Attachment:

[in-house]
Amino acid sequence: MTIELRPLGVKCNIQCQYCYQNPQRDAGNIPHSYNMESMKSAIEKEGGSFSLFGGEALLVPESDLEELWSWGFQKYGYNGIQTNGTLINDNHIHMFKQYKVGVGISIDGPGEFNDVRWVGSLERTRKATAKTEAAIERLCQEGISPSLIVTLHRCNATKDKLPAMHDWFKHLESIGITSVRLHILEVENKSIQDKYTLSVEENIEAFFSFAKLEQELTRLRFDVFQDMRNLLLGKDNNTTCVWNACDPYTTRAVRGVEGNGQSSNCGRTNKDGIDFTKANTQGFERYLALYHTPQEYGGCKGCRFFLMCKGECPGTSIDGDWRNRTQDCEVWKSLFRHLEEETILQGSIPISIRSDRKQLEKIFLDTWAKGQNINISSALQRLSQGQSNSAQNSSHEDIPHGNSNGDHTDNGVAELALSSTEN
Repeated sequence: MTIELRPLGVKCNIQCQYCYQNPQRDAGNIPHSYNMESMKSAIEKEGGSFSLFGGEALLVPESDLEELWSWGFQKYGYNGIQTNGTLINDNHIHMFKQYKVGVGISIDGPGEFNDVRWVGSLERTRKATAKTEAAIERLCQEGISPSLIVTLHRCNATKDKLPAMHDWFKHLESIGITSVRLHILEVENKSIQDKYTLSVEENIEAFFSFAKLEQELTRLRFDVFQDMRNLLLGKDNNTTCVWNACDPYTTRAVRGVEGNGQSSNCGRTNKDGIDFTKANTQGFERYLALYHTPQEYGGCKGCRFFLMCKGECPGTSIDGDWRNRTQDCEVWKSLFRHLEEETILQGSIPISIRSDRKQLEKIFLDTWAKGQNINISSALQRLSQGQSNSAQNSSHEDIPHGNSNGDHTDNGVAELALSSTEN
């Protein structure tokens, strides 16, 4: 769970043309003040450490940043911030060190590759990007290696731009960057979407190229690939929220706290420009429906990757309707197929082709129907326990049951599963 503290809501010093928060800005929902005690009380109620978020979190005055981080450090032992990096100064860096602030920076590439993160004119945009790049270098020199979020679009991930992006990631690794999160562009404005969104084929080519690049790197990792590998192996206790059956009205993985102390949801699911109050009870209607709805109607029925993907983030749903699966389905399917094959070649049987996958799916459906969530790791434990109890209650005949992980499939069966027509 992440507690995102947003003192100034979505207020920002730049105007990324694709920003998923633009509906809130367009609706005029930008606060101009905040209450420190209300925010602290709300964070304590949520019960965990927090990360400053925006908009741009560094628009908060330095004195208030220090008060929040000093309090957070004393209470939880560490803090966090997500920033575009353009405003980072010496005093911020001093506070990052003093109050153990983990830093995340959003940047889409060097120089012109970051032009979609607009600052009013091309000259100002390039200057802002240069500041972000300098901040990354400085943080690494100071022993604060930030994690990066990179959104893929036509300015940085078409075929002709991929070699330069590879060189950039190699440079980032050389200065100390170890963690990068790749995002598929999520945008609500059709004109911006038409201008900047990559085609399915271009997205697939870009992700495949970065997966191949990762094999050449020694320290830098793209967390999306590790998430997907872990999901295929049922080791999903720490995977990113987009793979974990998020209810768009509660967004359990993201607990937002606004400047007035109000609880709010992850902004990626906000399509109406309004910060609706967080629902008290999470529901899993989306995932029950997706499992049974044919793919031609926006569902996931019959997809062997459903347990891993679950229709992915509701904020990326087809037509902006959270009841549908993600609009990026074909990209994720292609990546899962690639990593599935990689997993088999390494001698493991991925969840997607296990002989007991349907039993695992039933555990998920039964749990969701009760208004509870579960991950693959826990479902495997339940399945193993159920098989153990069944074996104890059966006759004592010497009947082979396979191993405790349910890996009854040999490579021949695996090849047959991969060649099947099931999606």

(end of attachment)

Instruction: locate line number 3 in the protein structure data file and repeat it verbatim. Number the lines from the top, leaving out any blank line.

Repeated sequence: MTIELRPLGVKCNIQCQYCYQNPQRDAGNIPHSYNMESMKSAIEKEGGSFSLFGGEALLVPESDLEELWSWGFQKYGYNGIQTNGTLINDNHIHMFKQYKVGVGISIDGPGEFNDVRWVGSLERTRKATAKTEAAIERLCQEGISPSLIVTLHRCNATKDKLPAMHDWFKHLESIGITSVRLHILEVENKSIQDKYTLSVEENIEAFFSFAKLEQELTRLRFDVFQDMRNLLLGKDNNTTCVWNACDPYTTRAVRGVEGNGQSSNCGRTNKDGIDFTKANTQGFERYLALYHTPQEYGGCKGCRFFLMCKGECPGTSIDGDWRNRTQDCEVWKSLFRHLEEETILQGSIPISIRSDRKQLEKIFLDTWAKGQNINISSALQRLSQGQSNSAQNSSHEDIPHGNSNGDHTDNGVAELALSSTEN